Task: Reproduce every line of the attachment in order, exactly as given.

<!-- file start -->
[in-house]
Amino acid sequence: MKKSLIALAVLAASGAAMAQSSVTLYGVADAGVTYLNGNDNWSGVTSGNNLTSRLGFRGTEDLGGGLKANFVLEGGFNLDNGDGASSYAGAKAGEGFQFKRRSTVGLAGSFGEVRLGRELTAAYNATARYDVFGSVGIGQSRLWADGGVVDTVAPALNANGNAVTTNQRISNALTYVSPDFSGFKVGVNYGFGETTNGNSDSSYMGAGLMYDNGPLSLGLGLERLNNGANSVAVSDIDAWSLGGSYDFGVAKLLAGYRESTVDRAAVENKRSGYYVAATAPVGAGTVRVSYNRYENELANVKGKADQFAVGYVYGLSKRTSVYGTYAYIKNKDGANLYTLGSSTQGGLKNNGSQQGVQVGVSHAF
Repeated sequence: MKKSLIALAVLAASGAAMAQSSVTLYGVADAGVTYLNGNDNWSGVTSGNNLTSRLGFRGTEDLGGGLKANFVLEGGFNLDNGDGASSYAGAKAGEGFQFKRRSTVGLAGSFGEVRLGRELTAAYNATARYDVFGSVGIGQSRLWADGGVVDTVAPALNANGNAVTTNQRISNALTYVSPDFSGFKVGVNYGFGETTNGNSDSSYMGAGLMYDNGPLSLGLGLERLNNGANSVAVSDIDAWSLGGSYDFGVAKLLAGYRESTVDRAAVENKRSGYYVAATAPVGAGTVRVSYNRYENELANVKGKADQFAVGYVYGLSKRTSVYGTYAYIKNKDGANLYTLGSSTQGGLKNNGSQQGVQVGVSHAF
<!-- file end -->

[in-house]
Amino acid sequence: MKKSLIALAVLAASGAAMAQSSVTLYGVADAGVTYLNGNDNWSGVTSGNNLTSRLGFRGTEDLGGGLKANFVLEGGFNLDNGDGASSYAGAKAGEGFQFKRRSTVGLAGSFGEVRLGRELTAAYNATARYDVFGSVGIGQSRLWADGGVVDTVAPALNANGNAVTTNQRISNALTYVSPDFSGFKVGVNYGFGETTNGNSDSSYMGAGLMYDNGPLSLGLGLERLNNGANSVAVSDIDAWSLGGSYDFGVAKLLAGYRESTVDRAAVENKRSGYYVAATAPVGAGTVRVSYNRYENELANVKGKADQFAVGYVYGLSKRTSVYGTYAYIKNKDGANLYTLGSSTQGGLKNNGSQQGVQVGVSHAF
Repeated sequence: MKKSLIALAVLAASGAAMAQSSVTLYGVADAGVTYLNGNDNWSGVTSGNNLTSRLGFRGTEDLGGGLKANFVLEGGFNLDNGDGASSYAGAKAGEGFQFKRRSTVGLAGSFGEVRLGRELTAAYNATARYDVFGSVGIGQSRLWADGGVVDTVAPALNANGNAVTTNQRISNALTYVSPDFSGFKVGVNYGFGETTNGNSDSSYMGAGLMYDNGPLSLGLGLERLNNGANSVAVSDIDAWSLGGSYDFGVAKLLAGYRESTVDRAAVENKRSGYYVAATAPVGAGTVRVSYNRYENELANVKGKADQFAVGYVYGLSKRTSVYGTYAYIKNKDGANLYTLGSSTQGGLKNNGSQQGVQVGVSHAF